Fighting mosquito bite during a crisis: capabilities of Florida mosquito control districts during the COVID-19 pandemic

Imelda K. Moise, Lola R. Ortiz-Whittingham, Vincent Omachonu, Marah Clark, Rui De Xue

Research output: Contribution to journalArticlepeer-review

Abstract

Background: The stay-at-home orders imposed in early April 2020 due to the COVID-19 pandemic in various states complicated mosquito control activities across the United States (US), and Florida was no exception. Mosquito control programs are the first line of defense against mosquito-borne pathogens. The purpose of this study was to examine the capabilities of Florida mosquito programs to implement key mosquito measures during the COVID-19 pandemic lockdown. Methods: Using a self-administered online survey, we examined the capabilities of all Florida mosquito control programs (both state-approved mosquito districts, N = 63; and open programs, N = 27) at a time when the state of Florida was still under heightened awareness of, stay-at-home orders and planning a phase 1 reopening over the COVID-19 pandemic (June to July 2020). The final sample included mosquito control programs structured as the Board of County Commissioners (BOCC) (n = 42), independent tax district (n = 16), municipal (n = 10), and health or emergency department (n = 5). We used descriptive statistics to summarize information about the characteristics of responding programs, their implemented mosquito control and surveillance activities. wWe used bivariate analysis to compare the characteristics of responding programs and the self-reported mosquito measures. Results: Of the recruited mosquito control programs, 73 completed the survey (81.1% response rate; 73/90). Of these, 57.5% (n = 42) were Board of County Commissioners (BOCC) mosquito control programs, 21.9% (n = 16) were independent tax district programs, 13.7% (n = 10) were municipal mosquito control programs, and only 6.8% (n = 5) were either health or emergency department mosquito control programs. Except for arbovirus surveillance, most programs either fully or partially performed larval (61.8%) and adult (78.9%) surveillance; most programs conducted species-specific control for Aedes aegypti (85.2%, n = 54), Aedes albopictus (87.3%, n = 55), Culex quinquefasciatus (92.1%, n = 58), and Culex nigripalpus (91.9%, n = 57). Conclusions: Findings underscore the importance of ongoing mosquito control activities, and suggest that Florida mosquito control programs are vigilant and have significant capability to handle potential mosquito-borne disease threats, but arbovirus surveillance systems (laboratory testing of mosquito pools and testing of human and nonhuman specimens for arboviruses) are needed during pandemics as well.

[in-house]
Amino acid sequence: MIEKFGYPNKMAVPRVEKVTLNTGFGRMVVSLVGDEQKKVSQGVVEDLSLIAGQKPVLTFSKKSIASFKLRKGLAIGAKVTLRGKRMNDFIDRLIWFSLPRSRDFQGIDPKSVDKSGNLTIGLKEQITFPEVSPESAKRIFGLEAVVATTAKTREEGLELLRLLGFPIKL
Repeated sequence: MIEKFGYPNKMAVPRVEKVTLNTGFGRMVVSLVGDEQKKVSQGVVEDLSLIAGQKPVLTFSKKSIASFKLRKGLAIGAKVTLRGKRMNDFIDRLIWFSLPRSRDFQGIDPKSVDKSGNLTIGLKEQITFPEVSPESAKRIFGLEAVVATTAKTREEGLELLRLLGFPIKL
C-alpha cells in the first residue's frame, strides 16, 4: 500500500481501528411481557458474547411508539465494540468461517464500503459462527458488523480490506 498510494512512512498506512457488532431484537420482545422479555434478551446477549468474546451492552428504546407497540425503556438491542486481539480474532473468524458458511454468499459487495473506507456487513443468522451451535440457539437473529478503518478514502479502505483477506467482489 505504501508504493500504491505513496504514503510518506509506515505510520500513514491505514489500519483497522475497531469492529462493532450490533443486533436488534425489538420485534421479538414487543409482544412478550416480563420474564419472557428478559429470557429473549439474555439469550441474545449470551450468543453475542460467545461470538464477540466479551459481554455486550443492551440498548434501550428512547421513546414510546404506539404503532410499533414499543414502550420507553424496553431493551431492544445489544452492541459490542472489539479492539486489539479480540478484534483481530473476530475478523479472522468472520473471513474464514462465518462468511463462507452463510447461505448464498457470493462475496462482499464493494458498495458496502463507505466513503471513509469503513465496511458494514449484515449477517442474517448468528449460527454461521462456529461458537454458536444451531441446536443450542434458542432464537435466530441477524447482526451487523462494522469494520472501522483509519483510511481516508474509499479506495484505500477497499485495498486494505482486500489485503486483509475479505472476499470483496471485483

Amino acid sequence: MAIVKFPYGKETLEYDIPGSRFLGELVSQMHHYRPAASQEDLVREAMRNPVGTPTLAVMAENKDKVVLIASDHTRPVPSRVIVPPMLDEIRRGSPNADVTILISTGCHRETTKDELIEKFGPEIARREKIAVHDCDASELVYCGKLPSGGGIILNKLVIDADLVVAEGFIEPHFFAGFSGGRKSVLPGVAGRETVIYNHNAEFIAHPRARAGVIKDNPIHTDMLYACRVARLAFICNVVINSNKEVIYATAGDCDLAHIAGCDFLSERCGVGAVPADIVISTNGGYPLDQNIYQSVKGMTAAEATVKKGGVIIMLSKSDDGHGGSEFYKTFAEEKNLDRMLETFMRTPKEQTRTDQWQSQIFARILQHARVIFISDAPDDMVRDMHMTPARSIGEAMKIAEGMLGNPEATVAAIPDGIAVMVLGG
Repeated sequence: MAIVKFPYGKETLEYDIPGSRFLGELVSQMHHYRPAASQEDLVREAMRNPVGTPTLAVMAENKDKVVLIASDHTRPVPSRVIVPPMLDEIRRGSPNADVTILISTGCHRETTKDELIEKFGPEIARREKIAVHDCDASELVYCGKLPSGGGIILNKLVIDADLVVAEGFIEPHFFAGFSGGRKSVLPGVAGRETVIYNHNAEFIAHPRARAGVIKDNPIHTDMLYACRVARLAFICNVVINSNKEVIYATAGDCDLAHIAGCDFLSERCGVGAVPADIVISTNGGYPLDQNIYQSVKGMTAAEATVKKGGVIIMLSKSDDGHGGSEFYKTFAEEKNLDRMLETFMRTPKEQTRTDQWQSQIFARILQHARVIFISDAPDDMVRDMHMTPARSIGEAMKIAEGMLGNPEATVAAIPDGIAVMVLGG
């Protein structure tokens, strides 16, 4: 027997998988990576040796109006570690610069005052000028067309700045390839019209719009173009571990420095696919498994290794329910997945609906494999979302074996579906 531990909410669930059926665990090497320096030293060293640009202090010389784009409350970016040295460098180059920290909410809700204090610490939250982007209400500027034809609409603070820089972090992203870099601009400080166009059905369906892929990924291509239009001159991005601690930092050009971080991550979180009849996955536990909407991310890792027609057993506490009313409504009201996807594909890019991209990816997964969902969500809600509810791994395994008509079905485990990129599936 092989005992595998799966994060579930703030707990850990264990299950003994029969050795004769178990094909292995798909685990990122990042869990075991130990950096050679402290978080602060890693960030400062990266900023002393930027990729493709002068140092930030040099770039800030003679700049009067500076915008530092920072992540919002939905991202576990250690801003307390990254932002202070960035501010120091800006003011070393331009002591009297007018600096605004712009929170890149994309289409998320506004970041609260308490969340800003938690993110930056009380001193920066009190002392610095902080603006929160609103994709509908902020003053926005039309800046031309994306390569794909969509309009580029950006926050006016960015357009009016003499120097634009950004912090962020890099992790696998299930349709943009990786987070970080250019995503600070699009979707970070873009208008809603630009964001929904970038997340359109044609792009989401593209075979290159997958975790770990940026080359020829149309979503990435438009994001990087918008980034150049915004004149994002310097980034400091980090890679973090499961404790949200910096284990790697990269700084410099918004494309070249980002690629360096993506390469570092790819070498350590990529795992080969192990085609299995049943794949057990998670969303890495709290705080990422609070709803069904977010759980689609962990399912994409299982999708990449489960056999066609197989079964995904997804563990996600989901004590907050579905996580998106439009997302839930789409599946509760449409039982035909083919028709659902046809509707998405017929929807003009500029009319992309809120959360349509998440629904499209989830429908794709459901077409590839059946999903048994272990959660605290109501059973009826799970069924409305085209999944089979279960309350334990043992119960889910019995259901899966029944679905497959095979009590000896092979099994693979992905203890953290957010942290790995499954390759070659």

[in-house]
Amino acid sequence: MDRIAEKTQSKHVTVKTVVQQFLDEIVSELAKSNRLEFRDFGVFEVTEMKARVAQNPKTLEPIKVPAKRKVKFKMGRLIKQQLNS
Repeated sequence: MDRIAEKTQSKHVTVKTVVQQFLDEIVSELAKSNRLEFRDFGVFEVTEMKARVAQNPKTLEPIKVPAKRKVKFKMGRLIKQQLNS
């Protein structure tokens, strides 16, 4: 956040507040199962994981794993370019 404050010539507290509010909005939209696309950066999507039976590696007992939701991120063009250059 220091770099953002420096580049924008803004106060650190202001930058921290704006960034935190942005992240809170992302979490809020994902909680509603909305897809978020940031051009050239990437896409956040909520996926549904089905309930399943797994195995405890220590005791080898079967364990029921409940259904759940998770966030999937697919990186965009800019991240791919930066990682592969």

Original languageEnglish (US)
Article number687
JournalBMC public health
Volume21
Issue number1
DOIs
StatePublished - Dec 2021

Keywords

  • Aedes
  • Arbovirus
  • Culex
  • Fight the bite
  • GIS
  • Staffing
  • Survey
  • United states
  • Zika

ASJC Scopus subject areas

  • Public Health, Environmental and Occupational Health

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